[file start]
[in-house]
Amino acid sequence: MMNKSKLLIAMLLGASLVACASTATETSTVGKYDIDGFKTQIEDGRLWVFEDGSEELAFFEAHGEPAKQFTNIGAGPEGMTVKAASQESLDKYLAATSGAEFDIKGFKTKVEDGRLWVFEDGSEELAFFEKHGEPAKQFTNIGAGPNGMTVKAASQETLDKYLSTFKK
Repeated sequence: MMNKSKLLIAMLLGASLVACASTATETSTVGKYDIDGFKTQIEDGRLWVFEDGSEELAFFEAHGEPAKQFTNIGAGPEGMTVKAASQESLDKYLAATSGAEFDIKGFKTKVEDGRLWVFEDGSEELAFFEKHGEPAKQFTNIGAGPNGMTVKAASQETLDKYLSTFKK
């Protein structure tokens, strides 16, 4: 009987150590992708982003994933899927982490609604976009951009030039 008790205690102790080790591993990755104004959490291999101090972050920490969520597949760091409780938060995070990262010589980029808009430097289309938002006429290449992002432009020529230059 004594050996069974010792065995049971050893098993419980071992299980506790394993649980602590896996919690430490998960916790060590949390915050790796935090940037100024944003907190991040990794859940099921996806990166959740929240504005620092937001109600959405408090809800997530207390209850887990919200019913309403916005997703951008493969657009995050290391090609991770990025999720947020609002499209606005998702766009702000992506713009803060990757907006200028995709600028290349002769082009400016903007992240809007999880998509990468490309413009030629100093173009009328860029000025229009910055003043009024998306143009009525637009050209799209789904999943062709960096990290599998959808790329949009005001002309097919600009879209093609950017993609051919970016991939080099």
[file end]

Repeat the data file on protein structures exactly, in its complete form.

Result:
[in-house]
Amino acid sequence: MMNKSKLLIAMLLGASLVACASTATETSTVGKYDIDGFKTQIEDGRLWVFEDGSEELAFFEAHGEPAKQFTNIGAGPEGMTVKAASQESLDKYLAATSGAEFDIKGFKTKVEDGRLWVFEDGSEELAFFEKHGEPAKQFTNIGAGPNGMTVKAASQETLDKYLSTFKK
Repeated sequence: MMNKSKLLIAMLLGASLVACASTATETSTVGKYDIDGFKTQIEDGRLWVFEDGSEELAFFEAHGEPAKQFTNIGAGPEGMTVKAASQESLDKYLAATSGAEFDIKGFKTKVEDGRLWVFEDGSEELAFFEKHGEPAKQFTNIGAGPNGMTVKAASQETLDKYLSTFKK
């Protein structure tokens, strides 16, 4: 009987150590992708982003994933899927982490609604976009951009030039 008790205690102790080790591993990755104004959490291999101090972050920490969520597949760091409780938060995070990262010589980029808009430097289309938002006429290449992002432009020529230059 004594050996069974010792065995049971050893098993419980071992299980506790394993649980602590896996919690430490998960916790060590949390915050790796935090940037100024944003907190991040990794859940099921996806990166959740929240504005620092937001109600959405408090809800997530207390209850887990919200019913309403916005997703951008493969657009995050290391090609991770990025999720947020609002499209606005998702766009702000992506713009803060990757907006200028995709600028290349002769082009400016903007992240809007999880998509990468490309413009030629100093173009009328860029000025229009910055003043009024998306143009009525637009050209799209789904999943062709960096990290599998959808790329949009005001002309097919600009879209093609950017993609051919970016991939080099």